At times, we disagreed about how to do something, and we both gave in when the other was right (or particularly animated about an issue). For the last several years, we got to the point where there was little for him to do on my work product, because he had essentially done it all years before. I knew how he wanted arguments to read, and he knew that I would make them work logically and rhetorically as best the law allowed. God willing, I will always carry that little facet of Kelly’s personality in my head, guiding me on the best way to say things. I’ve always needed an editor, and Kelly, you were the best.
Kelly made me better at writing, but like all truly great teachers, he made me a better human being. His compassion, patience, and gentleness shaped me as much as his editorial comments shaped my work. When I told him I wanted to leave the firm last March, his first reaction was, very kindly, “You can’t leave, I need you.” My response was, “It’s OK, I’ll always be around to help. It’s just a phone call away.” But then he went somewhere that words didn’t matter, and where my help, meager as it was, was useless. And when I found out he had died, I wanted to tell him in the words J.R.R. Tolkien in the Two Towers, “Don’t leave me here alone! It’s your Sam calling. Don’t go where I can’t follow!” But he had to go, and he deserves his rest.
It was a blessing to see him off to the Mayo Clinic on December 8, and the news that we wouldn’t seem him coming back has been the saddest moment in my life since my father died in 1997. Kelly was more than a boss, more than a law partner, and even more than a friend. He was an Example. An example of how to live life right, how to work and help others, how to love and cherish your family and friends. Occasionally, after doing some incredibly boneheaded, absent-minded professor-type thing, I would mention to him that perhaps the purpose of my life was to serve as a warning to others. Kelly Clark was just the opposite. His life, his teaching, his mentoring, above all his patience, serve as that shining city on the hill—a phrase he loved from Reagan—to all of us on what it means to live a truly humane life.
Kelly deeply and truly believed in a compassionate and loving God, and I for one have no doubt that this all-loving God of the universe has taken Kelly into His arms. We love you brother, and we miss you. Godspeed to your rest. We will see you again in God’s time.
I can’t really say much beyond what I wrote earlier to an email to friends:
For 13 years, Kelly and I “shared a brain”: I would know what he wanted to say, and he always knew best how to say it. Although his abuse work was central to who he was, he cared about and tried to fight for everyone who was being taken advantage of. From fighting casinos and the lottery because of the impact on gambling addicts, to representing landowners getting shafted by the government, Kelly was always looking for a good cause and good people to dedicate his keen intellect and extremely well-honed instincts. His thinking was always based on subtlety and understatement, and that thoughtfulness and caring came through to everyone he met. His calm reaction was the opposite of my quick impatience, and his personality tempered my approach to everything, from litigation to family.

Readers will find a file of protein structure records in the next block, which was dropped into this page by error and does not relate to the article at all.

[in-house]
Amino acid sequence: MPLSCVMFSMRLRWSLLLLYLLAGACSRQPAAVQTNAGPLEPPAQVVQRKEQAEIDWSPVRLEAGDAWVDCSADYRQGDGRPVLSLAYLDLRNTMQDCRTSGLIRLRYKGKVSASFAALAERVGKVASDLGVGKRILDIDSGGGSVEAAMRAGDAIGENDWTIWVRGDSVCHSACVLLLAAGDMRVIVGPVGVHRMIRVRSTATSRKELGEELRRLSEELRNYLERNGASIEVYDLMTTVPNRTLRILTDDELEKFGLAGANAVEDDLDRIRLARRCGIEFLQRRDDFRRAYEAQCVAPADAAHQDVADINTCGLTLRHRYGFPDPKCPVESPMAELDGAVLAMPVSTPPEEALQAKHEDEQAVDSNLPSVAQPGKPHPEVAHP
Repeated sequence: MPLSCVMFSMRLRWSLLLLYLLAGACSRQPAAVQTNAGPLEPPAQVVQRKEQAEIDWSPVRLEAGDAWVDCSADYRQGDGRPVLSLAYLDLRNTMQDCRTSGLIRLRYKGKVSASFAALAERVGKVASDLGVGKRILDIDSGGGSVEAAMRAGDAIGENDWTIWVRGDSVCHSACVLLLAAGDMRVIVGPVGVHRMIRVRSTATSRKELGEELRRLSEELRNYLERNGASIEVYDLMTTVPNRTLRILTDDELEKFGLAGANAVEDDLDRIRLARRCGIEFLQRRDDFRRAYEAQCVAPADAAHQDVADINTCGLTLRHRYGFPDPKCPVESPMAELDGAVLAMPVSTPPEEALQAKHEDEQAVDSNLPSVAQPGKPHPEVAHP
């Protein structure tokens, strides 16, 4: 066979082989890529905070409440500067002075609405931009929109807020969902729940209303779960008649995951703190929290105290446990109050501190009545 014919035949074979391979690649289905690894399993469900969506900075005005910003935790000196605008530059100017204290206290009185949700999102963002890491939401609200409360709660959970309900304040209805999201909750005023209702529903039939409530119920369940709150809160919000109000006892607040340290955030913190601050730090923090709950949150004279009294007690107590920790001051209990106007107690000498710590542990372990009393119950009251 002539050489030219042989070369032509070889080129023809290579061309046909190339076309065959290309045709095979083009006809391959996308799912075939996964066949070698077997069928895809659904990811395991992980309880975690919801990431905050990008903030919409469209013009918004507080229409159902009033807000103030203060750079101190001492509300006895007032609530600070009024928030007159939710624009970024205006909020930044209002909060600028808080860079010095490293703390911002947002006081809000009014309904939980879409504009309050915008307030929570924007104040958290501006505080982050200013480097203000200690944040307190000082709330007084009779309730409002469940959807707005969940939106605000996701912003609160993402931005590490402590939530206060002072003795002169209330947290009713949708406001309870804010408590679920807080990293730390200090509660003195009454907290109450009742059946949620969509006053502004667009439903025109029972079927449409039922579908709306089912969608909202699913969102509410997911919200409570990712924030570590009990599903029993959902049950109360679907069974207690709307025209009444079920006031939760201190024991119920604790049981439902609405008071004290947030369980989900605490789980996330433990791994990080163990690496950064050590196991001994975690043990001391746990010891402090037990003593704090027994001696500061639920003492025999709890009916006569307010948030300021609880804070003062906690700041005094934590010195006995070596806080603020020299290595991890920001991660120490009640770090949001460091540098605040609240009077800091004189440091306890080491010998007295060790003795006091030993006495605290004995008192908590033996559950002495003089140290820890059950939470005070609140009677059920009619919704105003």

One thing that many folks didn’t see of Kelly was the truly selfless help he gave to people in substance abuse recovery. He would take a call in the middle of a meeting, take an hour out of the office, whatever needed do get done to give these guys the support they needed right away so that they didn’t backslide. He would tell me that as a “normie,” (a “normal” person—which is debatable) I couldn’t quite get the urgency of addicts feeling like they are in trouble, and that he needed to help them when they called, or they would quickly be beyond help. Once, I remember we went to some event on the other side of town, and he was looking around the streets from the car for a friend he knew that had fallen off the wagon a few days before, because that was where the guy used to hang out when he was using. Even from his sickbed, Kelly continued this ministry to those in recovery.
Kelly taught me more than I can say, and made me not just a better lawyer, but a better man. Leaving his firm back in May, I told him that I would always be around to help, even if my office was somewhere else, whenever he got back from caring for his wife in her final months. His loss now has just left me stunned, and even seeing him off to the Mayo a little over a week ago, you’d never guess he would be leaving us so soon. Tears don’t come easily, but there are more than a few for KC right now.
Words cannot express the gratitude I feel for Kelly being in my life, and the real hole in my heart now that he is gone. The world is indeed a smaller place without him in it. I take comfort from his rock-solid faith in God, even though he had seen some of the worst of life. We will see our dear brother again over the river.